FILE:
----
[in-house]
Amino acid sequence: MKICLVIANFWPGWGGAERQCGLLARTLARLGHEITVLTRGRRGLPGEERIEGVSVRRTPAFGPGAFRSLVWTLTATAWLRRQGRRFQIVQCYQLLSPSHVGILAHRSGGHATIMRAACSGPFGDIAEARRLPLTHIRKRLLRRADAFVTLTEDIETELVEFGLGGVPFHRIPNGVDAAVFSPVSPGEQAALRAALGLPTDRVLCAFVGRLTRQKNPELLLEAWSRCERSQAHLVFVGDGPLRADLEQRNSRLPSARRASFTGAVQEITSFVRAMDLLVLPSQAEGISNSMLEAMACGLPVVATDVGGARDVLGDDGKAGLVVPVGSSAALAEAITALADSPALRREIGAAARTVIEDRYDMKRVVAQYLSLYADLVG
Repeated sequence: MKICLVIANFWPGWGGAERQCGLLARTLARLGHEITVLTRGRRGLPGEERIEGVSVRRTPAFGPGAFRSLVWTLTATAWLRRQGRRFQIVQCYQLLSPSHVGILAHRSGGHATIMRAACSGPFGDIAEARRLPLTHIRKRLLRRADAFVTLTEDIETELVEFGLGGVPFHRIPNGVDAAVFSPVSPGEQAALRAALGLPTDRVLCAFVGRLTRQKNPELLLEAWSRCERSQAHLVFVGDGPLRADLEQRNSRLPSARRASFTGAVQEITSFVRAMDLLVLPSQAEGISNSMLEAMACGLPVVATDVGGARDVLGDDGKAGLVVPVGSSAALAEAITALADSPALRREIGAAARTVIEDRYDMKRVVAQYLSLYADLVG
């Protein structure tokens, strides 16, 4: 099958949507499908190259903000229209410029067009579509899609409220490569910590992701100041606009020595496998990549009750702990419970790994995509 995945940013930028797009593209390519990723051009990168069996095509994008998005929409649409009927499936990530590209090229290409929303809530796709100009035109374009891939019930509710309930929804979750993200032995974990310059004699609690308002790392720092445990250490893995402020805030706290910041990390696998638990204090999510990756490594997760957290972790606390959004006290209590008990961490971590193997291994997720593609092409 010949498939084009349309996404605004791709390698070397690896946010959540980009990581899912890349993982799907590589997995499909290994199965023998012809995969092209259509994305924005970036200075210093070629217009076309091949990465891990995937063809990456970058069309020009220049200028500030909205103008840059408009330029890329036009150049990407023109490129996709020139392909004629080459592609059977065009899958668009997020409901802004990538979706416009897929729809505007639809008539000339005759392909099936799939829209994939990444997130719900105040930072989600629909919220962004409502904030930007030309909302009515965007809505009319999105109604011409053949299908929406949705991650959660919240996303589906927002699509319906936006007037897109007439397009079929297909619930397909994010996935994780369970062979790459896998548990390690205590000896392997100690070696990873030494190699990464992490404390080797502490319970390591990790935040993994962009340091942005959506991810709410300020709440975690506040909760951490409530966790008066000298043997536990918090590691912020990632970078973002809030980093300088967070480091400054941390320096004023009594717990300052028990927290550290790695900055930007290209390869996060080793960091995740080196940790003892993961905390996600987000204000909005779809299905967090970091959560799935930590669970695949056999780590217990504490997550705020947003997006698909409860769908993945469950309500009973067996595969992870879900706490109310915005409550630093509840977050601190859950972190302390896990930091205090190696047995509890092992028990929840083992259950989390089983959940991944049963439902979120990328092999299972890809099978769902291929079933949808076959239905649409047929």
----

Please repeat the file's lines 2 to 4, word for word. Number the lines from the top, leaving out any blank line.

Amino acid sequence: MKICLVIANFWPGWGGAERQCGLLARTLARLGHEITVLTRGRRGLPGEERIEGVSVRRTPAFGPGAFRSLVWTLTATAWLRRQGRRFQIVQCYQLLSPSHVGILAHRSGGHATIMRAACSGPFGDIAEARRLPLTHIRKRLLRRADAFVTLTEDIETELVEFGLGGVPFHRIPNGVDAAVFSPVSPGEQAALRAALGLPTDRVLCAFVGRLTRQKNPELLLEAWSRCERSQAHLVFVGDGPLRADLEQRNSRLPSARRASFTGAVQEITSFVRAMDLLVLPSQAEGISNSMLEAMACGLPVVATDVGGARDVLGDDGKAGLVVPVGSSAALAEAITALADSPALRREIGAAARTVIEDRYDMKRVVAQYLSLYADLVG
Repeated sequence: MKICLVIANFWPGWGGAERQCGLLARTLARLGHEITVLTRGRRGLPGEERIEGVSVRRTPAFGPGAFRSLVWTLTATAWLRRQGRRFQIVQCYQLLSPSHVGILAHRSGGHATIMRAACSGPFGDIAEARRLPLTHIRKRLLRRADAFVTLTEDIETELVEFGLGGVPFHRIPNGVDAAVFSPVSPGEQAALRAALGLPTDRVLCAFVGRLTRQKNPELLLEAWSRCERSQAHLVFVGDGPLRADLEQRNSRLPSARRASFTGAVQEITSFVRAMDLLVLPSQAEGISNSMLEAMACGLPVVATDVGGARDVLGDDGKAGLVVPVGSSAALAEAITALADSPALRREIGAAARTVIEDRYDMKRVVAQYLSLYADLVG
């Protein structure tokens, strides 16, 4: 099958949507499908190259903000229209410029067009579509899609409220490569910590992701100041606009020595496998990549009750702990419970790994995509 995945940013930028797009593209390519990723051009990168069996095509994008998005929409649409009927499936990530590209090229290409929303809530796709100009035109374009891939019930509710309930929804979750993200032995974990310059004699609690308002790392720092445990250490893995402020805030706290910041990390696998638990204090999510990756490594997760957290972790606390959004006290209590008990961490971590193997291994997720593609092409 010949498939084009349309996404605004791709390698070397690896946010959540980009990581899912890349993982799907590589997995499909290994199965023998012809995969092209259509994305924005970036200075210093070629217009076309091949990465891990995937063809990456970058069309020009220049200028500030909205103008840059408009330029890329036009150049990407023109490129996709020139392909004629080459592609059977065009899958668009997020409901802004990538979706416009897929729809505007639809008539000339005759392909099936799939829209994939990444997130719900105040930072989600629909919220962004409502904030930007030309909302009515965007809505009319999105109604011409053949299908929406949705991650959660919240996303589906927002699509319906936006007037897109007439397009079929297909619930397909994010996935994780369970062979790459896998548990390690205590000896392997100690070696990873030494190699990464992490404390080797502490319970390591990790935040993994962009340091942005959506991810709410300020709440975690506040909760951490409530966790008066000298043997536990918090590691912020990632970078973002809030980093300088967070480091400054941390320096004023009594717990300052028990927290550290790695900055930007290209390869996060080793960091995740080196940790003892993961905390996600987000204000909005779809299905967090970091959560799935930590669970695949056999780590217990504490997550705020947003997006698909409860769908993945469950309500009973067996595969992870879900706490109310915005409550630093509840977050601190859950972190302390896990930091205090190696047995509890092992028990929840083992259950989390089983959940991944049963439902979120990328092999299972890809099978769902291929079933949808076959239905649409047929």